When you’re watching “do homework with me” TikToks, don’t get hung up on thinking, Should this be how I do work, too? No TikTok can tell you how you should do work. And frankly, routinely doing your work at a coffee shop is a quick way to drain your bank account. Work at your own pace and wherever you feel most comfortable. Allow yourself breaks, too. TikTokers tend to omit breaks from their study videos, but they’re a necessary step in any work routine.

Pro: Developing Your Passions

BookTok, which I relate to academia, has generated a totally new demographic of readers. Instead of writing books off as “nerdy,” Gen Z has cultivated a community where they can discuss their love of reading and explore titles that other users recommend. While BookTok is not without its faults, it’s refreshing to see that there’s a side of TikTok that gives a platform to readers. Since the birth of BookTok, book sales have dramatically risen by 50%. Let that sink in.

Your college courses can have a very similar effect on you. Ideally, you’re taking the classes you’re enrolled in because you’re enthusiastic about the subject. Or maybe you took a class on a whim, but will soon discover that it’s something you’re interested in and want to learn more about in the future. Aside from getting you a job, college is meant to help you develop your talents and passions. Your classes give you a space to connect with people who share your interests and to challenge your understanding of the subject. Aestheticizing these classes, whether you choose to dress up for them or curate playlists that match their vibe, is just another way to show your pride and eagerness to learn.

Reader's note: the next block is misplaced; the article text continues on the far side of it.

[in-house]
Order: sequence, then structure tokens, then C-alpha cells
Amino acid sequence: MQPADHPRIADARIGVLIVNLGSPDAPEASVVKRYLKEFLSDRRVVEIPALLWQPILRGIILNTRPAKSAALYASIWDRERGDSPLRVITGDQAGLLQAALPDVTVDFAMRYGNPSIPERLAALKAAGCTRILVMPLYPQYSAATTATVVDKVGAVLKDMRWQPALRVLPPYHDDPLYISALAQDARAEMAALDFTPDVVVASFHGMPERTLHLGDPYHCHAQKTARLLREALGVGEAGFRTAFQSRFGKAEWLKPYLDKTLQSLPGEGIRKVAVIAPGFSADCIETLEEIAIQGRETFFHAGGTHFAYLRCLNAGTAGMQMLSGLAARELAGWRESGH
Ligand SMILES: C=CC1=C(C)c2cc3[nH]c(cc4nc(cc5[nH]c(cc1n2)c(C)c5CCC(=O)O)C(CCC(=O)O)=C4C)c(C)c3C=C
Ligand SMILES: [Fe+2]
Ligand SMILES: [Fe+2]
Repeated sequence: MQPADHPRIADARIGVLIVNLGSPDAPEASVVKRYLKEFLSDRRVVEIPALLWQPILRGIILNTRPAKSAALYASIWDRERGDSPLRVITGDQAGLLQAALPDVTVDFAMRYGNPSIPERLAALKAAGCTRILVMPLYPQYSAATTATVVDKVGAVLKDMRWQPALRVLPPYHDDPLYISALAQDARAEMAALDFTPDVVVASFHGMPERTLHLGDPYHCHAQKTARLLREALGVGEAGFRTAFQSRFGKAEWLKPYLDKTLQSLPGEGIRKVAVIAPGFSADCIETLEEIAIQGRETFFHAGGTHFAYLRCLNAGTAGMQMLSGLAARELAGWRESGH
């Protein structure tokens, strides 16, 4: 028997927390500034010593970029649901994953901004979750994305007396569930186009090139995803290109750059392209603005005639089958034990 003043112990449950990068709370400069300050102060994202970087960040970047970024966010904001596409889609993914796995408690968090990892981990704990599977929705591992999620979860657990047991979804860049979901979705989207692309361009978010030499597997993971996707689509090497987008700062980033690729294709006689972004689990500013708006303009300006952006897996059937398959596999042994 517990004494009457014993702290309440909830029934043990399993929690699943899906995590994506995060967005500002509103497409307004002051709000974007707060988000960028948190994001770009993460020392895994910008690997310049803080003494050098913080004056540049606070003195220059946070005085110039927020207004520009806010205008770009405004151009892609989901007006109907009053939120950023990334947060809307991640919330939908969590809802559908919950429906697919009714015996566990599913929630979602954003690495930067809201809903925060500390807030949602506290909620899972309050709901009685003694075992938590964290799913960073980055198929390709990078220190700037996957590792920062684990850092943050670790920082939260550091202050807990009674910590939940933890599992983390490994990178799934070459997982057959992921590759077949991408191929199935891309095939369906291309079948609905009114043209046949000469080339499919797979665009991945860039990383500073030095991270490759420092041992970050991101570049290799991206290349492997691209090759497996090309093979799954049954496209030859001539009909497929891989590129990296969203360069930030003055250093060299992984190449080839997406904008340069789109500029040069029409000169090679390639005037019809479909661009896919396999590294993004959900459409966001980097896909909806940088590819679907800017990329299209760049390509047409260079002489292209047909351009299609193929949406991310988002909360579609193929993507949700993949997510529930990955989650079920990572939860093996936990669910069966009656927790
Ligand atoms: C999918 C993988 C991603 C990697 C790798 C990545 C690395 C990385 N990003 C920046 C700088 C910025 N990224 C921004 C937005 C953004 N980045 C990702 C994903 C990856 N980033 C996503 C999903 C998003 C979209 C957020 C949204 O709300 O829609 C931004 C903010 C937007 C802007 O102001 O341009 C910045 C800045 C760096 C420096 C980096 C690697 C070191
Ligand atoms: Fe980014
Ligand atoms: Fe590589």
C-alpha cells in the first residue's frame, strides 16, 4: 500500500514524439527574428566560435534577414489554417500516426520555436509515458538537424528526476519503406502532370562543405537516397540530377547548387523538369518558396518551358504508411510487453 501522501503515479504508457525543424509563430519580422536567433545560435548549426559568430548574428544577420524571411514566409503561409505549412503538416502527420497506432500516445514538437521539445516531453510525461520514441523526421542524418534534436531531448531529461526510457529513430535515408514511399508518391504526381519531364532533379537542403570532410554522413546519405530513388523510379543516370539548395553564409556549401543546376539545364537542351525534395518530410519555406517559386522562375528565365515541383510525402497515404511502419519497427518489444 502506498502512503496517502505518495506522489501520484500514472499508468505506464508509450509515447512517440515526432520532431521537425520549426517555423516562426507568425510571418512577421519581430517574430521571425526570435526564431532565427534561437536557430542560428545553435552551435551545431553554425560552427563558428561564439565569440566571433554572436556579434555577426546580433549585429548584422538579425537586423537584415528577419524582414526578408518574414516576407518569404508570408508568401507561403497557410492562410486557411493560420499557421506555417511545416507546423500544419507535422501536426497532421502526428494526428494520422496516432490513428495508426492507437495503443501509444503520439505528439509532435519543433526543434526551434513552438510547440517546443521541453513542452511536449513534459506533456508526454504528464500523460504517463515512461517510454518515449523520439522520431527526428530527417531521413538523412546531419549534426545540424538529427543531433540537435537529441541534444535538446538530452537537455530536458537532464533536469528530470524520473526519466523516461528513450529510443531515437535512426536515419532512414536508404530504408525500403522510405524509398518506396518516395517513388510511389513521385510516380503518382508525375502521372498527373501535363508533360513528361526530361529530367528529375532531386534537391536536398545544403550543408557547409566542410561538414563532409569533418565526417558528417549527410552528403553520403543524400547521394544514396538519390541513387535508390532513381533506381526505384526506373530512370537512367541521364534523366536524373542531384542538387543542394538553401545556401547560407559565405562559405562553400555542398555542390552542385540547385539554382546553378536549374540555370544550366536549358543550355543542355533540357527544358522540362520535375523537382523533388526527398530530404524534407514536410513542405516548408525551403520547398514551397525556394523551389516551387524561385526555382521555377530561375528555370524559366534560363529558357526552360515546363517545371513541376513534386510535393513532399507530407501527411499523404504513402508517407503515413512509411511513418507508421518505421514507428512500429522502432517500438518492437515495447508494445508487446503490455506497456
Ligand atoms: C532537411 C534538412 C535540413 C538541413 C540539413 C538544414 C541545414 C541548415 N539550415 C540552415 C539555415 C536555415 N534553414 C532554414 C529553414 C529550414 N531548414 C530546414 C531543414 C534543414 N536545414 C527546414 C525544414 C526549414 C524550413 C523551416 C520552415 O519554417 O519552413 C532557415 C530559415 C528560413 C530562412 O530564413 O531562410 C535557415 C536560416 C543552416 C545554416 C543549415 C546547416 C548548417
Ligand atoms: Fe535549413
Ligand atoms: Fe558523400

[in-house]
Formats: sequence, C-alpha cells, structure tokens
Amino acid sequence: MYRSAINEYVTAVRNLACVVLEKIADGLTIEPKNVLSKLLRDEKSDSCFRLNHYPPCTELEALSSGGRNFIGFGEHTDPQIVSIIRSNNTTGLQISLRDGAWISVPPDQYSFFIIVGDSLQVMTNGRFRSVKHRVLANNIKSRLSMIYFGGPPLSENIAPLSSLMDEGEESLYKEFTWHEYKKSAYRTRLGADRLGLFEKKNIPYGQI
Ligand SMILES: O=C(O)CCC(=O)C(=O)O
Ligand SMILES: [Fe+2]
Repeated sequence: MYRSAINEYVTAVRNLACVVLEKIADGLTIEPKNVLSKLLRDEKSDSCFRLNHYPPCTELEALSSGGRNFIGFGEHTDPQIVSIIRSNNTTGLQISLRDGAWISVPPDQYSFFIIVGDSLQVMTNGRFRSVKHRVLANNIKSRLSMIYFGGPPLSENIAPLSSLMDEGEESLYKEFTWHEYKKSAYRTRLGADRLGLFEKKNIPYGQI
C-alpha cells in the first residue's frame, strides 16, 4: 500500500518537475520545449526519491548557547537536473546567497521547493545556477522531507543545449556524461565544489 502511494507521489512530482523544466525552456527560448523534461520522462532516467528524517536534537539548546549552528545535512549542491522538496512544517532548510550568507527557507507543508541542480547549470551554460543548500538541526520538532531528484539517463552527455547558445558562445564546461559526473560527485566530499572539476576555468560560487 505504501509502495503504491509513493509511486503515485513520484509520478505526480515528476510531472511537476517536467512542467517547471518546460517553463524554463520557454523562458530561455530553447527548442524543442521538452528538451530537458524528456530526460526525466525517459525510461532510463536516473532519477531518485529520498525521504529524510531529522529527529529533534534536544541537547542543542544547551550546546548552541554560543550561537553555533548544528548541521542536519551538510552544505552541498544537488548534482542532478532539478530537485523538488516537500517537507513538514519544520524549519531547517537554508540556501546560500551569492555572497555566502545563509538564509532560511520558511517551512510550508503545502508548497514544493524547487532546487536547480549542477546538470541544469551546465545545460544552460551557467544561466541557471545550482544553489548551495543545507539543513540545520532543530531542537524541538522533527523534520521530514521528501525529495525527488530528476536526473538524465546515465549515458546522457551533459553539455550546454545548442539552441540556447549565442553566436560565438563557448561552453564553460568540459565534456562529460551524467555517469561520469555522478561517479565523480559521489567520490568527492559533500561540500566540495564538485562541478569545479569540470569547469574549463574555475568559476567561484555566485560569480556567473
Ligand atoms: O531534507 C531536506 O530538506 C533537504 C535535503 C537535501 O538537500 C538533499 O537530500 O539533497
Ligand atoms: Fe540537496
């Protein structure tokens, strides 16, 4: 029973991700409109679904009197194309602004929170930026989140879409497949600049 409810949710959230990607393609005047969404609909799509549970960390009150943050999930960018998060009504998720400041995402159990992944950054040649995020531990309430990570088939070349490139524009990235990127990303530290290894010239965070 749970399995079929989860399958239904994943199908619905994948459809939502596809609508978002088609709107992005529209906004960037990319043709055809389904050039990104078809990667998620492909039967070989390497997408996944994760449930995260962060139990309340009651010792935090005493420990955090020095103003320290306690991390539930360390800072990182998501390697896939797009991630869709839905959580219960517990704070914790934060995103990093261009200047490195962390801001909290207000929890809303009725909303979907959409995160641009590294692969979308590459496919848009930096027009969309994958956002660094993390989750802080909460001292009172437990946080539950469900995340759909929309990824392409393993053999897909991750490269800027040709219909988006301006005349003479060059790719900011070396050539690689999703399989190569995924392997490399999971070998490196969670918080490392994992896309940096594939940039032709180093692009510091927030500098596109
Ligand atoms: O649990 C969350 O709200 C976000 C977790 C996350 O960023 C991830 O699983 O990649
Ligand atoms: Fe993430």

Con: Glossing Over The Full Picture

College is hard. It’s a universal experience to sit in the library for five hours, stare at your blank screen, fight back tears, and contemplate dropping your major or changing schools altogether. When you promote an idyllic version of studying and doing schoolwork, you ignore the unglamorous realities of it. Though romanticizing your experiences can help you cope with the negatives, you don’t want to fool yourself into thinking they’re nonexistent. 

There are some days where you’ll show up to the library in yesterday’s clothing, towing Advil instead of an expensive latte for the inevitable stress headaches you’ll get. You just have to learn to get comfortable with messiness. That’s easier said than done, I know, but just remember that it’s impossible for every moment of your life to be “aesthetic.” You’re allowed to be mad about school. You’re allowed to be stressed about it, too. These feelings are bound to come up, and though they’ll eventually pass, there’s no reason to deny that they’re there.

Jill Schuck

Trinity '23

Jill Schuck is currently a senior at Trinity College in Hartford, CT. There, she majors in creative writing and minors in rhetoric and media studies, with hopes of working in publishing. Aside from reading and writing, Jill enjoys traveling, practicing self-care, and spending too much money on matcha.